Is anyone else very excited that Masterchef is starting up again tonight? It’s definitely one of my guilty pleasures…I love watching along and thinking at each stage what I would do if I were in the Masterchef kitchen (probably panic blindly, but maybe also come up with an interesting way to cook mackerel for the invention test?). There are the epic cooking disasters (chocolate fondant anyone?), Greg’s bad jokes and the way he pronounces chorizo, and then occasionally a contestant who really stands out from the crowd.
One of my all-time favorites was Emma Spitzer, a runner-up a few years ago whose Middle-Eastern inspired food left a lasting impression. Emma recently published her first cookbook, Fress: Bold, Fresh Flavours from a Jewish Kitchen
I’ve been enjoying cooking my way through this book, but the one recipe I keep coming back to is “Debbie’s Cherry Tomato, Red Lentil and Chickpea Soup” (the recipe originates with Emma’s sister Debbie). I love coming home to this soup after a wintery walk on Hampstead Heath, but it also makes a great starter. I’ve made a few changes to the original recipe – my soup is thicker and spicier, which is really just personal preference.
Red Lentil Soup (slightly adapted from Fress)
2 tablespoons olive oil
2 medium onions, peeled and diced
4 carrots, peeled and diced
2 celery sticks, finely chopped
3 cloves of garlic, peeled and finely chopped
250 g dried red lentils, rinsed
2 x 400g tins of cherry tomatoes, with the juices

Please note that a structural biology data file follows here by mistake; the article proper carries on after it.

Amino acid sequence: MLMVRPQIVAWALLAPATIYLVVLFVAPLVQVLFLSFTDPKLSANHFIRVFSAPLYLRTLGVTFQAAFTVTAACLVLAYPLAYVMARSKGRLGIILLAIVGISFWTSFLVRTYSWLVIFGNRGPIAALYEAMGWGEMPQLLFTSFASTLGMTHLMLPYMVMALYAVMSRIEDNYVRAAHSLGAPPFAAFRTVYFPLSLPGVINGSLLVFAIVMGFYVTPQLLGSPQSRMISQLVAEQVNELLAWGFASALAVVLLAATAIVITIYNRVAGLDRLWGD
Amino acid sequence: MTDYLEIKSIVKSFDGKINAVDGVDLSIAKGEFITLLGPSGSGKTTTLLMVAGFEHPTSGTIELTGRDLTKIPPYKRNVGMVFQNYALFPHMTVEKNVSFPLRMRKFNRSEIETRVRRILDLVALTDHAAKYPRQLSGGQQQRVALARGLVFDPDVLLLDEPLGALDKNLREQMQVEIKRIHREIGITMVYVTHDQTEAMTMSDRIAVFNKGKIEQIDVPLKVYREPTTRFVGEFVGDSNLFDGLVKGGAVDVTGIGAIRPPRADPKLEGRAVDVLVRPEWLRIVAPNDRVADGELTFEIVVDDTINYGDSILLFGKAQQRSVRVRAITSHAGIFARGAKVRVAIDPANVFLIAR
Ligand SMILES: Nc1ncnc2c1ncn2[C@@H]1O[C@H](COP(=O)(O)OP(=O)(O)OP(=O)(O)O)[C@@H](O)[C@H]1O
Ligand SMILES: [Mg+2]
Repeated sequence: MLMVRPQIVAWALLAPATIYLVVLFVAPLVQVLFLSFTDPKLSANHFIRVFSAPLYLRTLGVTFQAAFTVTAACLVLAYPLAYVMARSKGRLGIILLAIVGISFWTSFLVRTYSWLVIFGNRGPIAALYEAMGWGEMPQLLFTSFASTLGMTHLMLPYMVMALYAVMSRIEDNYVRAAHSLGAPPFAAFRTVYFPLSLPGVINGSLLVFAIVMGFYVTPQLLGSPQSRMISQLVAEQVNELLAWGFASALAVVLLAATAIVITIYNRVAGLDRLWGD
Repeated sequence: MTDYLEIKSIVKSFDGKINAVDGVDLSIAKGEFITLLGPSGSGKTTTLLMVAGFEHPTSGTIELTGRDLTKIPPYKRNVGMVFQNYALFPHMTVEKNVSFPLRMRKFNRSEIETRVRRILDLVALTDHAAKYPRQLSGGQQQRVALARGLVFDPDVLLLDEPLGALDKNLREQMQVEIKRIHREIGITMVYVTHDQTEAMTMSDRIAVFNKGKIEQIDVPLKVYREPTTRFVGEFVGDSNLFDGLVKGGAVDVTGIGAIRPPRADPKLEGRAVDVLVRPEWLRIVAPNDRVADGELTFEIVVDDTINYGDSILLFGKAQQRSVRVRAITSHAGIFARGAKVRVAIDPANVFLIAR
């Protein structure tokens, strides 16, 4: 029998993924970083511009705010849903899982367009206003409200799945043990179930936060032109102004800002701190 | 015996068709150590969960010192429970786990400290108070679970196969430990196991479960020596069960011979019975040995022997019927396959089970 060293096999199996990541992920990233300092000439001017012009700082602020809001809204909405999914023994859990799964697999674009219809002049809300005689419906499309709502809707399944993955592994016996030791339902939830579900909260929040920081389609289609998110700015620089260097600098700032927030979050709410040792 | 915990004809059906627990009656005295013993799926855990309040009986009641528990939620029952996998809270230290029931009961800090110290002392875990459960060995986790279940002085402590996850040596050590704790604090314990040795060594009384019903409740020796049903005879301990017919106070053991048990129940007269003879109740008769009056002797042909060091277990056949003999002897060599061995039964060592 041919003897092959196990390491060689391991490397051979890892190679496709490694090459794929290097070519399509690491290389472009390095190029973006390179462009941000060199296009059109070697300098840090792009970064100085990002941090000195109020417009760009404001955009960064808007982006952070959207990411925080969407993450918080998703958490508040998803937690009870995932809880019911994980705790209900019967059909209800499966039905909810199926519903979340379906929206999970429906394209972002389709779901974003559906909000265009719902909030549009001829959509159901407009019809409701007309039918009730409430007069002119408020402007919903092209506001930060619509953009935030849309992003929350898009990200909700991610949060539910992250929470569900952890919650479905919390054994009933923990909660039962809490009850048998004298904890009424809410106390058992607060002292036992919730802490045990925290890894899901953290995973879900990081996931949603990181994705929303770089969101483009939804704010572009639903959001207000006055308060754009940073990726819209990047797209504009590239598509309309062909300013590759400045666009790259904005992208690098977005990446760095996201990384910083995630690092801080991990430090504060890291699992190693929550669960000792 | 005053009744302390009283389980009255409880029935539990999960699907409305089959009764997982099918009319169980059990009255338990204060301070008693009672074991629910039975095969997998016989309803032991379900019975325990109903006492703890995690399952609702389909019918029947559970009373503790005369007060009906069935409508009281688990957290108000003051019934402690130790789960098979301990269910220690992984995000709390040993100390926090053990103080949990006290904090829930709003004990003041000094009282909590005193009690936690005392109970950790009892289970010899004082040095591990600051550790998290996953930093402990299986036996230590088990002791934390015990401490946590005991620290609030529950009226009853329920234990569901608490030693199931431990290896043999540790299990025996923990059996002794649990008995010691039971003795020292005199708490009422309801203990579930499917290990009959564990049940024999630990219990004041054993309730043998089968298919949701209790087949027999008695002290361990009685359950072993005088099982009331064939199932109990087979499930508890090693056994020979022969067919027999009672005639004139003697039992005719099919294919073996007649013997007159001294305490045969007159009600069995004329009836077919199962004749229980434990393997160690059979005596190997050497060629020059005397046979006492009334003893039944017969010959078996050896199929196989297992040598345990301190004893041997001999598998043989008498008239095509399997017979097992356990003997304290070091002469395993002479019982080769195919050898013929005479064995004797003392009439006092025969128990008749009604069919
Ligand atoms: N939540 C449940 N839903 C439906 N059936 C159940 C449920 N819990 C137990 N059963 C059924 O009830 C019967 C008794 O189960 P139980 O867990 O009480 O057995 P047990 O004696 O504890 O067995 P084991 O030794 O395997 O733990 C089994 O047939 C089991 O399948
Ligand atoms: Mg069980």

1 litre chicken stock (or vegetable stock for vegetarians)
3 bay leaves
2 tablespoons ras-el-hanout
a pinch of dried chilli flakes
1 x 400g tin of chickpeas, drained and rinsed
the juice of 1 lemon
a pinch of sumac
optional: greek yogurt/creme fraiche/soured cream to serve
Heat the olive oil in a large pot over medium heat, then add the onion, carrot, celery and garlic. Cook gently for about 10 minutes, stirring regularly, until vegetables are soft. Add the lentils and continue stirring for a few more minutes. Add the tinned tomatoes and stock, and bring to the boil. Add the bay leaves, ras-el-hanot, chilli flakes and season well. Cover the pot, and simmer for 45 minutes.
When the soup is done, blend to your desired consistency using an immersion blender (I like mine a bit chunky). Add the chickpeas and heat the soup until the chickpeas have warmed through. Add the lemon juice and mix well. Check the seasoning, then serve. Add a sprinkle of sumac to each serving, and bring a bowl of yogurt/creme fraiche/soured cream to the table.